Introduction to Crime Scene Investigation - PowerPoint by WqO2CZ6

VIEWS: 84 PAGES: 32

									Introduction to Crime Scene
       Investigation
          ILEETA
       Thanks to Edward E. Hueske
        University of North Texas
             Denton, Texas
    Duties of First Officer to Scene
•   Make scene safe for entry
•   Provide medical attention to injured
•   Secure scene
•   Preserve physical evidence
•   Detain witnesses
•   Request assistance as needed
       Crime Scene Investigation
•   Team approach will be used
•   One person must be in charge
•   Equipment and supplies must be present
•   Duties must be designated
•   Search method(s) must be established
•   Security of scene must be confirmed
•   Priorities in processing must be established
           The Team Approach
• Team leader is established prior to arrival


                           Thanks a lot




   This one’s yours,
   I had the last one
          Duties of Team Leader
•   Meet with first officer for briefing
•   Confirm security
•   Determine legality of search (search warrant)
•   Call for additional personnel/equipment
•   Survey scene with first officer
•   Note fragile evidence/establish priorities
•   Make notes as to initial observations
•   Work out action plan with team
    Appropriate Crime Scene Attire
•   Gloves
•   Shoe covers
•   Disposable suit
•   Head gear
•   Eye protection
•   Breathing apparatus
     Appropriate Crime Scene
            Behavior
• Do not smoke, eat, drink, etc. within the
  scene
• Do not bring equipment into scene and set
  down within the scene if at all possible
• Do not place foreign items down in scene
        Documenting the Scene
•   Photography
•   Video Taping
•   Sketching
•   Diagramming
•   Note Taking
•   Report Writing
              Scene Searches

•   Spiral search
•   Line (strip) search
•   Grid search
•   Quadrant (sector)
            Vehicle Searches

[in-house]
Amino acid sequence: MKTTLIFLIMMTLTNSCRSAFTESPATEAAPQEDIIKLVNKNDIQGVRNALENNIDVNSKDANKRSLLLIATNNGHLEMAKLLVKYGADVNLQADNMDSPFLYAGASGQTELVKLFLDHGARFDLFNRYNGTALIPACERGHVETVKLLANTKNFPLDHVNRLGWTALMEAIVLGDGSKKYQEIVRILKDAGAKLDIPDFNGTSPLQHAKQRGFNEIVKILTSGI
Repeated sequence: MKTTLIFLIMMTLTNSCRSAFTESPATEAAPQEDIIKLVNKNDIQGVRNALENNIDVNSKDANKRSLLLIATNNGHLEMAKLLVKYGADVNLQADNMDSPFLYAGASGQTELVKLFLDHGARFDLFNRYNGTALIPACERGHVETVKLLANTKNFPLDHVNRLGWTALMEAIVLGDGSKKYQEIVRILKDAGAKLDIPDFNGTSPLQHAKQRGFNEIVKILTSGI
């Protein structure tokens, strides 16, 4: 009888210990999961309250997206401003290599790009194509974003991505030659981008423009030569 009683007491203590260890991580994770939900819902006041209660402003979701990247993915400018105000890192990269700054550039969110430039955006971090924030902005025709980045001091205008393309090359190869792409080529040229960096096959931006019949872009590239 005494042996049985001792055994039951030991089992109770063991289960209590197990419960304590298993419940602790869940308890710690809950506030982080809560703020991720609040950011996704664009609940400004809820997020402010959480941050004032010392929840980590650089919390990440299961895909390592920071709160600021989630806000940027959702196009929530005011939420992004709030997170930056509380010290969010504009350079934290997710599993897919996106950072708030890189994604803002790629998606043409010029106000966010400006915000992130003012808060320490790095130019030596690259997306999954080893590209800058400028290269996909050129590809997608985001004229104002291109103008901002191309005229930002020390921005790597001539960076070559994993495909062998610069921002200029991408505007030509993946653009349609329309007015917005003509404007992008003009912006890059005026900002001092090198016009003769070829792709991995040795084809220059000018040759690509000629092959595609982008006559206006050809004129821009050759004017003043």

•   Photograph as found
•   Begin with exterior exam/print search
•   Divide interior into areas
•   Undercarriage exam (hit & runs)
•   Inventory and document items as removed
•   Have items tested as appropriate
            Autopsy Evidence
•   Hair standards
•   Blood samples – purple-topped tubes
•   Prints
•   Fingernail scrapings
•   GSR test
•   Sexual assault kit
•   Recovered bullets, etc.
    Collection and Packaging of
             Evidence
• Do not use plastic to package biological evidence
• Most evidence is best packaged by placing into a
  clean sheet of paper, folding, taping and placing in
  an envelope and sealing
• Package evidence separately
• Use sharps containers when needed
• Obtain required control samples
• Maintain a chain of custody record
• Use biohazard bag to dispose of contaminated
  items (gloves, shoe covers, etc.)
     Crime Scene Photography
         •   First frame is data card (ea. Roll)
         •   General to specific
         •   Outside to inside
         •   Special documentation (street sign,
             house number, VIN tag, etc.)

Remember: You can’t take too many pictures, but you can
take too few!
       Crime Scene Photography
                Scaled Photography


•   Camera back is in same plane as subject
•   Fill frame with subject
•   Include a scale in 1 photo & 1 w/o scale
•   Use oblique lighting as required
•   Use a tripod and remote shutter release
Crime Scene Photography
        Specialized Techniques


•   Painting with light
•   Fill-flash
•   Spray paint “shadowing”
•   Luminol
     Crime Scene Photography
                 Painting with Light



• Use for night photography of large outdoor
  scenes
• Use for time exposures of impressions in